Jewett v. R.J. Reynolds (Jacksonville, Florida).
A Jacksonville jury on Friday found that defective cigarettes manufactured by R.J. Reynolds and Lorillard were the legal cause of the death of Barbara Jewett, whose husband Thomas Jewett asserted the Engle-progeny tobacco claim. Ms. Jewett was born in 1955 and died in 2006 as a result of complications arising from an attempted lung transplant to combat emphysema (COPD) caused by smoking.
In his closing argument, Woody Wilner (Wilner Hartley) told the jury, “You’re bound by the class determination that they were negligent…Their negligence is the way they designed the product, that it was addictive, that it caused disease. Their negligence is their failing to be honest about it…It’s another one of those legal causes. We don’t say that it’s the only cause; we say that it’s a contributing cause, along with other causes…The same thing for strict [products] liability…If there’s any question about what the defect is…cigarettes are defective because it’s one of the few consumer products that is both extremely dangerous and also addictive. Caffeine may be addictive but it isn’t dangerous.“
On comparative fault, Mr. Wilner said, “This is interesting. Because here we have something that maybe in all of civil justice is very unusual. We have a manufacturer who wants to blame their customer for buying their product. They want to say you’re negligent for believing us.” However, Mr. Wilner said that he was willing to accept on Barbara Jewett’s behalf a fair percentage of the blame for starting to smoke in the first place, or not trying harder to quit. But Mr. Wilner urged the jury in allocating fault to keep in mind that it was “weird” for a manufacturer to blame its customer for buying the product, Ms. Jewett was only 13 when she started to smoke, and once you start using this product, sometimes the exit gate is not there.
In his closing argument on behalf of R.J. Reynolds, Peter Biersteker invoked a bridge metaphor to suggest to the jury that the plaintiff had not adequately established causality. Coincidentally, or not, Mr. Biersteker’s use of the bridge metaphor was similar to that used on RJR’s behalf in another closing argument in another Engle trial on the same day, but 350 miles north in Jacksonville, by Carlton Fields’ Ben Reid in Reese v. RJR. “I submit that plaintiff did not build that bridge in this phase of the case,” said Mr. Biersteker, “and I think Mr. Wilner sort of said as much in his part of the closing…He wanted to talk about the public at large. That’s not good enough, ladies and gentlemen…They have to show it was the legal cause of the injury to Mrs. Jewett. To Mrs. Jewett! That’s what they’ve got to show.” Mr. Biersteker went to explain why Mrs. Jewett’s choices to start smoking, to become a regular smoker, and to continue smoking until 2001 were the legal cause of her injury.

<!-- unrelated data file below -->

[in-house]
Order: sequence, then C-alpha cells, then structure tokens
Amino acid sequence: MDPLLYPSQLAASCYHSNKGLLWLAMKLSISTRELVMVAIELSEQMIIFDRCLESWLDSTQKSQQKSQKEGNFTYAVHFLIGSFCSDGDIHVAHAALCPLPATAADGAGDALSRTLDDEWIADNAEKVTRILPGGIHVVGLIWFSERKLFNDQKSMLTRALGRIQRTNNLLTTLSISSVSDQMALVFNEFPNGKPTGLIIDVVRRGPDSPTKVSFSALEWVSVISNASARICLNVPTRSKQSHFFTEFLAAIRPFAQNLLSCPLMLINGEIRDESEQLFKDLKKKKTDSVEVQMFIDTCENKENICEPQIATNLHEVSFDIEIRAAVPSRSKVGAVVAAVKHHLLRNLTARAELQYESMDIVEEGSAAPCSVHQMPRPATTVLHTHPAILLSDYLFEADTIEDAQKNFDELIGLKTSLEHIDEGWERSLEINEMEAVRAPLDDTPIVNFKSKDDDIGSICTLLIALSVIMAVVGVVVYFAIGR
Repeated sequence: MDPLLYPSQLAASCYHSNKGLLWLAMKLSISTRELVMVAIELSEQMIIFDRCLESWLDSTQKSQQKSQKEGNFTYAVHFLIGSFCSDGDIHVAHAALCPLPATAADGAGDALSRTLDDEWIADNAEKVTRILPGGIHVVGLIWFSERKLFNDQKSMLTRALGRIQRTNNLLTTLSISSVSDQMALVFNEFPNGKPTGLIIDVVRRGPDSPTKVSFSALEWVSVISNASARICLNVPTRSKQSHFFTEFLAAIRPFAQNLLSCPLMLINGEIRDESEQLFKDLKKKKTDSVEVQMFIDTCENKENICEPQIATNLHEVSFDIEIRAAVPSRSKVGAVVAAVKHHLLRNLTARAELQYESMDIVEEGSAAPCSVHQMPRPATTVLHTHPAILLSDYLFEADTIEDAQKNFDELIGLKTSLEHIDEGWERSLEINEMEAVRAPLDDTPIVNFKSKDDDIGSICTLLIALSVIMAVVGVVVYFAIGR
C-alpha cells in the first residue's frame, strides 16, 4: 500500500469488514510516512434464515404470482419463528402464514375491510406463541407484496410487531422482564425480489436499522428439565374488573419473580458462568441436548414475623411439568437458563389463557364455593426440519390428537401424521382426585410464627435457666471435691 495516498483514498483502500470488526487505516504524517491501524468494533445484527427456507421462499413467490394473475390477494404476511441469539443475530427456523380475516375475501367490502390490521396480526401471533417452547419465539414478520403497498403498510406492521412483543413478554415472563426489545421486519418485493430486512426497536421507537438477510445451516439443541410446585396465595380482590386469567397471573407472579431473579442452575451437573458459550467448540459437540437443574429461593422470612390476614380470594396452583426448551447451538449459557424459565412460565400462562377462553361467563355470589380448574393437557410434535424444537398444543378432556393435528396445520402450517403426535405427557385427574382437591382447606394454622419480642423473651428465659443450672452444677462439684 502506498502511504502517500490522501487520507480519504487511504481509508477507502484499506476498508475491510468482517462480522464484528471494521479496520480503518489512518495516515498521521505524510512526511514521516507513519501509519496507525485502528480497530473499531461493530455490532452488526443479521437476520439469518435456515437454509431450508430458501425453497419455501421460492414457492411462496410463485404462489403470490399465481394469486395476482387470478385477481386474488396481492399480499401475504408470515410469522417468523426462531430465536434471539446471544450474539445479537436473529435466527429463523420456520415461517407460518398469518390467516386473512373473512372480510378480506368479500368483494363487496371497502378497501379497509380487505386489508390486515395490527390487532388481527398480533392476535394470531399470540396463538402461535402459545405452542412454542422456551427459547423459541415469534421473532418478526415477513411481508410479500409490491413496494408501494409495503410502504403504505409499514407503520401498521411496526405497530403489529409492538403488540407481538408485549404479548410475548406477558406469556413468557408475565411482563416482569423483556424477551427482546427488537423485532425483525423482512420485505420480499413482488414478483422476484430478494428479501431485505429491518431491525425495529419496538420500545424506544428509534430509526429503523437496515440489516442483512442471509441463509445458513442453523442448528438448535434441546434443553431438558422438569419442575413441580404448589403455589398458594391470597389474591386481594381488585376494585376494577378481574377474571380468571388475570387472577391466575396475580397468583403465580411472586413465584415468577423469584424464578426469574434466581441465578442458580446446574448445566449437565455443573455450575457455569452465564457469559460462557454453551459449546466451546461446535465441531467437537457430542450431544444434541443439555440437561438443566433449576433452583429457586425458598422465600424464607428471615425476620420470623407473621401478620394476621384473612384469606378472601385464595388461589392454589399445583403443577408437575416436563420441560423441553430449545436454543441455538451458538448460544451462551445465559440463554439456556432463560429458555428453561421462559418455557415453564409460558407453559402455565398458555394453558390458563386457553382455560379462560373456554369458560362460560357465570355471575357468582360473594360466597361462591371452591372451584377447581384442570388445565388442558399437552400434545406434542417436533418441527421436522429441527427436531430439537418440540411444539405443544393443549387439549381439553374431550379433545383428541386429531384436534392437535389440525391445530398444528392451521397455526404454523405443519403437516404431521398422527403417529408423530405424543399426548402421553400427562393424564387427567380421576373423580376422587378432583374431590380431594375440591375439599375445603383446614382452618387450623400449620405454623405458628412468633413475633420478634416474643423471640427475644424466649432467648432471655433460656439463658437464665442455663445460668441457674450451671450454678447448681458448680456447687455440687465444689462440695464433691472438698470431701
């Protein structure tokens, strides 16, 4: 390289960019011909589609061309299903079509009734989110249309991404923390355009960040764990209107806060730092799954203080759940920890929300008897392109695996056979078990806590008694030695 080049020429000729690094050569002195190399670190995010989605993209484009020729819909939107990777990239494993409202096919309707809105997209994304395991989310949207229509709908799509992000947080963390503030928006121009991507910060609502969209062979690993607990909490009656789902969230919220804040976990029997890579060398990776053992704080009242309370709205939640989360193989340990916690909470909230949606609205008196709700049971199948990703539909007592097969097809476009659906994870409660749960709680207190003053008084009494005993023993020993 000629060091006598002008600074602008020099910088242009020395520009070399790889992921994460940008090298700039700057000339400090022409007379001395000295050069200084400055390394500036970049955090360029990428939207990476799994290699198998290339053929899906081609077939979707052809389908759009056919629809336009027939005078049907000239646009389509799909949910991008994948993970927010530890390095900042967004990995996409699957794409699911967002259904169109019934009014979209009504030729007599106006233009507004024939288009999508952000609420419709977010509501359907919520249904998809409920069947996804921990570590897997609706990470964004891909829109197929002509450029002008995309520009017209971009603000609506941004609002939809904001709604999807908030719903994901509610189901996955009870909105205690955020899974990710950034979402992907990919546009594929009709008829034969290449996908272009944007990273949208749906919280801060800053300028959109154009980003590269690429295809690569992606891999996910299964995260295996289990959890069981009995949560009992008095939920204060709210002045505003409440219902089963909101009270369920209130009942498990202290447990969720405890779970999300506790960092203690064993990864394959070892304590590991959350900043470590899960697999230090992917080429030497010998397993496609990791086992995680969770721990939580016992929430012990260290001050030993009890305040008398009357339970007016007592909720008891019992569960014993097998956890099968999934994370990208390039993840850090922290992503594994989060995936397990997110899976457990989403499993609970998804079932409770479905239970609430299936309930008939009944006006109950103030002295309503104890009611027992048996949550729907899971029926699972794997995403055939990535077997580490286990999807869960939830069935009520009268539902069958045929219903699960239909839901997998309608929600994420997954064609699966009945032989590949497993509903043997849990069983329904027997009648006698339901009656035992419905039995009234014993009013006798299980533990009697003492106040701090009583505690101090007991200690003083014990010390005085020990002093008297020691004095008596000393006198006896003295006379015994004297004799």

On behalf of Lorillard, Roger Geary (Shook Hardy Bacon) urged the jury to consider that there was no evidence that Ms. Jewett had relied on any of Lorillard’s deceptive statements. Instead, it was the health warnings that were on the packs themselves that Ms. Jewett certainly saw, and that health warning was on every pack of Lorillard’s Old Gold that she smoked.
Moreover, said Mr. Geary, Ms. Jewett’s emphysema did not result from any defect in a Lorillard cigarette. The Old Golds Ms. Jewett smoked were filtered, were not particularly high in tar, and had no added nicotine or ammonia, nor was their pH modified.
The jury found liability on a defective products theory, and assigned 70% fault to Ms. Jewett, 20% to R.J. Reynolds, and 10% to Lorillard. The jury awarded special damages of $692,981 to the estate of Barbara Jewett, and general damages of $400K to Thomas Jewett. The jury found that punitive damages were not warranted.
Liggett, represented by Kasowitz Benson’s Kelly Luther, was present at the start of Phase 2, but was no longer in the case by the time of closing argument. Ms. Luther had argued that Ms. Jewett did not in fact smoke any cigarettes manufactured by Liggett. The contrary evidence, according to Ms. Luther, was nothing but speculation and flat-out wrong.
Mr. Wilner’s win last week comes on the heels of a loss in March to Kelly Luther and Liggett in Blitch v. RJR.